(c) has not cleared the neighbourhood around its orbit, and

(d) is not a satellite" is called a dwarf planet.[15]

"Ceres ... is the smallest identified dwarf planet in the solar system".[16]

Asteroid belt edit

"Ceres ... is ... the only [dwarf planet] in the asteroid belt.[17]"[16]

History edit

“When Ceres has an opposition near the perihelion, it can reach a visual magnitude of +6.7.[18] This is generally regarded as too dim to be seen with the naked eye, but under exceptional viewing conditions a very sharp-sighted person may be able to see this dwarf planet.”[16]

See also edit

References edit

  1. "universal, In: Wiktionary". San Francisco, California: Wikimedia Foundation, Inc. May 28, 2014. Retrieved 2014-06-04.
  2. Bertrand Russel (1912). Chapter 9, In: The Problems of Philosophy. 
  3. Irving M. Copi (1955). Introduction to Logic. New York: The MacMillan Company. pp. 472. 
  4. "proof of concept, In: Wiktionary". San Francisco, California: Wikimedia Foundation, Inc. November 10, 2012. Retrieved 2013-01-13.
  5. Ginger Lehrman and Ian B Hogue, Sarah Palmer, Cheryl Jennings, Celsa A Spina, Ann Wiegand, Alan L Landay, Robert W Coombs, Douglas D Richman, John W Mellors, John M Coffin, Ronald J Bosch, David M Margolis (August 13, 2005). "Depletion of latent HIV-1 infection in vivo: a proof-of-concept study". Lancet 366 (9485): 549-55. doi:10.1016/S0140-6736(05)67098-5. Retrieved 2012-05-09. 
  6. Klaus Hinkelmann, Oscar Kempthorne (2008). Design and Analysis of Experiments, Volume I: Introduction to Experimental Design (2nd ed.). Wiley. ISBN 978-0-471-72756-9. 
  7. R. A. Bailey (2008). Design of comparative experiments. Cambridge University Press. ISBN 978-0-521-68357-9.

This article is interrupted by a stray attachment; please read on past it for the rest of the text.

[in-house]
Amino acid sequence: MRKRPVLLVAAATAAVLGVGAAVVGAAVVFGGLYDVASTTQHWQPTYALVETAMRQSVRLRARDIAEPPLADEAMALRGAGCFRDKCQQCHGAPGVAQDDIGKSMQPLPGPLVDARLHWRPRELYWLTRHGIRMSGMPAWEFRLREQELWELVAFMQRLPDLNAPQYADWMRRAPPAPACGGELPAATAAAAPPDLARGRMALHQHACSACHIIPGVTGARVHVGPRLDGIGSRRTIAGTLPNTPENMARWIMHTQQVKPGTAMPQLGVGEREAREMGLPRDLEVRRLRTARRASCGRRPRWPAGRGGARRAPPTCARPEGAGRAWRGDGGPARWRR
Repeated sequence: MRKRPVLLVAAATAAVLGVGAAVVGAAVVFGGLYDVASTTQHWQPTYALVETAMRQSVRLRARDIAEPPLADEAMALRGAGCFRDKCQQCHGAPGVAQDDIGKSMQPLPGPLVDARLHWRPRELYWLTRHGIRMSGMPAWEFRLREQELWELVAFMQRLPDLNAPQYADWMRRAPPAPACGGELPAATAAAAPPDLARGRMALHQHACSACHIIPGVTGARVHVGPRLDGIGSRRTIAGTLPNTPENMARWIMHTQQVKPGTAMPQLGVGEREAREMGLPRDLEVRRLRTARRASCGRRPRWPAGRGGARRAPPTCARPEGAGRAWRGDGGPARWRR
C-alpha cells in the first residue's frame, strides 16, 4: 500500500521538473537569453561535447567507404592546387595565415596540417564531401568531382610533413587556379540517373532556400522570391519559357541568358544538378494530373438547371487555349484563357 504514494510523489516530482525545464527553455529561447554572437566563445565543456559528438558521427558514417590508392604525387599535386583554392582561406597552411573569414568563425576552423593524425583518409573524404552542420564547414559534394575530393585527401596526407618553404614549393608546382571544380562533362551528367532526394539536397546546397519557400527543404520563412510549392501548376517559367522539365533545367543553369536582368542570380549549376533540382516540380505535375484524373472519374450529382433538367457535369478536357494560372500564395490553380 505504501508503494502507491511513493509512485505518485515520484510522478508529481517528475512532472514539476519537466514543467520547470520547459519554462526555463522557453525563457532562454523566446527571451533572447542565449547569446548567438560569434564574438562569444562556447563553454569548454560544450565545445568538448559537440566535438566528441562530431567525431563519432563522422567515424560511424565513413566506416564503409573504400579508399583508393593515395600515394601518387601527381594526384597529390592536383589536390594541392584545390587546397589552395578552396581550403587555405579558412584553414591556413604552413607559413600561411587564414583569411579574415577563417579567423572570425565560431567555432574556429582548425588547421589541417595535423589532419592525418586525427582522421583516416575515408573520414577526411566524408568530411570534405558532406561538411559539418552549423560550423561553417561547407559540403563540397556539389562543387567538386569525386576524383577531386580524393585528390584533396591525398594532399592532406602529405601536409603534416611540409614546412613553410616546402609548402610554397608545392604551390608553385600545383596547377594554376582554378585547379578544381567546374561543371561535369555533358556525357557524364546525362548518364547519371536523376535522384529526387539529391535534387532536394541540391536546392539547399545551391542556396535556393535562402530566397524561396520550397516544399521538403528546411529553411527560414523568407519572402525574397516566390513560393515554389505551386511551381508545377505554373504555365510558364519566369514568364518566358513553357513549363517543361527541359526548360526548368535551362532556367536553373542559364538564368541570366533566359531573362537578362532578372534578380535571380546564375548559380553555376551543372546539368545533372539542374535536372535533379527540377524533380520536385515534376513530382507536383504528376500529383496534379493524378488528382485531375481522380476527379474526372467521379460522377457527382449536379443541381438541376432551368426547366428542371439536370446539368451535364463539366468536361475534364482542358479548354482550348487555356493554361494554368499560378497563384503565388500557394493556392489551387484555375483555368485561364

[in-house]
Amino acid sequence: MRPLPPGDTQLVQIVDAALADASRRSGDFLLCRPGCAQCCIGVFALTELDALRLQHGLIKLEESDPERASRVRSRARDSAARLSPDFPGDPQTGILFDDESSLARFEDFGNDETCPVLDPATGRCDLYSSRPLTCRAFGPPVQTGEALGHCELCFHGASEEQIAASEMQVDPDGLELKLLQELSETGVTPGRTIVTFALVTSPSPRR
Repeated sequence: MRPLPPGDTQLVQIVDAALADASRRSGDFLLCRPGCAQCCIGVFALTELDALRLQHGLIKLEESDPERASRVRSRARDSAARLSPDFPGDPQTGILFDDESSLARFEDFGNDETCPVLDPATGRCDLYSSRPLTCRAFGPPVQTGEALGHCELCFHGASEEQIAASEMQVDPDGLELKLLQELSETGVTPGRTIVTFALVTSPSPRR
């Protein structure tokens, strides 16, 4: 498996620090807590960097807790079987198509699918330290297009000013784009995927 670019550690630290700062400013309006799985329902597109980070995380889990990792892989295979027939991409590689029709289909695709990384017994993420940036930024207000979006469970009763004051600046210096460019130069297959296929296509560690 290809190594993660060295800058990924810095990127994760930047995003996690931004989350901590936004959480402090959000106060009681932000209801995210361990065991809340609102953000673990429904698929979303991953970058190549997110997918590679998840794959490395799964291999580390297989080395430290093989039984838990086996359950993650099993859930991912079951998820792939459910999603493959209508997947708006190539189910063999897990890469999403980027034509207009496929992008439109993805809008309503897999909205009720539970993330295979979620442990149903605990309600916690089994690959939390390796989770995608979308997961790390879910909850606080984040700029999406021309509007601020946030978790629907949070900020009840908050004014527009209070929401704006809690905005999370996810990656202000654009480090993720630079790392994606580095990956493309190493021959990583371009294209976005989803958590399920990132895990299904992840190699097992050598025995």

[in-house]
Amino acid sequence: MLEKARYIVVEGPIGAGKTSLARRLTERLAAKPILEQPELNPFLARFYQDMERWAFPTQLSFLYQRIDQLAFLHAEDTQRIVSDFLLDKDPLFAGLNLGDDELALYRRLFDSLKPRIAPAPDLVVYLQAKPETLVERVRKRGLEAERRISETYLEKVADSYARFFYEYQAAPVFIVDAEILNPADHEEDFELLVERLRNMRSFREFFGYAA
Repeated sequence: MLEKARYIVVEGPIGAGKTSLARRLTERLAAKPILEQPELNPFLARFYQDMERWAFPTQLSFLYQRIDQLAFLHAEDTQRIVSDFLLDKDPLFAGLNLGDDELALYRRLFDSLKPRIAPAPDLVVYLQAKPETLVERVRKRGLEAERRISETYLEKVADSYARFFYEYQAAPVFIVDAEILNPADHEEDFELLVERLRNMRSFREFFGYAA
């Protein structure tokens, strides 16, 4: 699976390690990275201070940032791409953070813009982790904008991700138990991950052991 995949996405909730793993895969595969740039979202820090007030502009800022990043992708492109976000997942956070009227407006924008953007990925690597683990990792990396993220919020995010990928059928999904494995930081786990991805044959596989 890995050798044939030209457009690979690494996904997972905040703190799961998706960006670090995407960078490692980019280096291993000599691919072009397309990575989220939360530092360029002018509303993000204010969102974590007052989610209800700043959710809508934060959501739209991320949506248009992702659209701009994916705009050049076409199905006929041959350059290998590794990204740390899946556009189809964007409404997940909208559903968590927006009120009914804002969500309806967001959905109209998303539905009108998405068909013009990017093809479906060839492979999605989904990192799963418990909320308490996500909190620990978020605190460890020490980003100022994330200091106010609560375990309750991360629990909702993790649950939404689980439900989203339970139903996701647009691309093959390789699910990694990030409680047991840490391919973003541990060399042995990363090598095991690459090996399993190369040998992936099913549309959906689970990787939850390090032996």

8. "Treatment and control groups, In: Wikipedia". San Francisco, California: Wikimedia Foundation, Inc. May 18, 2012. Retrieved 2012-05-31.
  9. "Science Payload". Retrieved 2010-03-21.
  10. 10.0 10.1 "GRaND science instrument moves closer to launch from Cape". Retrieved 2010-03-21. Cite error: Invalid <ref> tag; name "Righter" defined multiple times with different content
  11. Michael J. Drake (2001). "The eucrite/Vesta story". Meteoritics & Planetary Science 36 (4): 501–13. doi:10.1111/j.1945-5100.2001.tb01892.x. 
  12. Thomas H. Prettyman (2004). "Mapping the elemental composition of Ceres and Vesta: Dawn[quotation mark]s gamma ray and neutron detector". Proceedings of SPIE. 5660. pp. 107. doi:10.1117/12.578551. 
  13. . doi:10.1109/TNS.2003.815156. 
  14. "Dawn (spacecraft), In: Wikipedia". San Francisco, California: Wikimedia Foundation, Inc. May 3, 2013. Retrieved 2013-05-08.
  15. Lars Lindberg Christensen (August 24, 2006). "IAU 2006 General Assembly: Result of the IAU Resolution votes". International Astronomical Union. Retrieved 2011-10-30.
  16. 16.0 16.1 16.2 "Ceres (dwarf planet), In: Wikipedia". San Francisco, California: Wikimedia Foundation, Inc. March 21, 2012. Retrieved 2012-03-21.
  17. "NASA – Dawn at a Glance". NASA. Archived from the original on 2011-10-05. Retrieved 14 August 2011.
  18. Menzel, Donald H.; Pasachoff, Jay M. (1983). A Field Guide to the Stars and Planets (2nd ed.). Boston, MA: Houghton Mifflin. p. 391. ISBN 978-0-395-34835-2. 

Further reading edit

External links edit

{{Astronomy resources}} {{Principles of radiation astronomy}}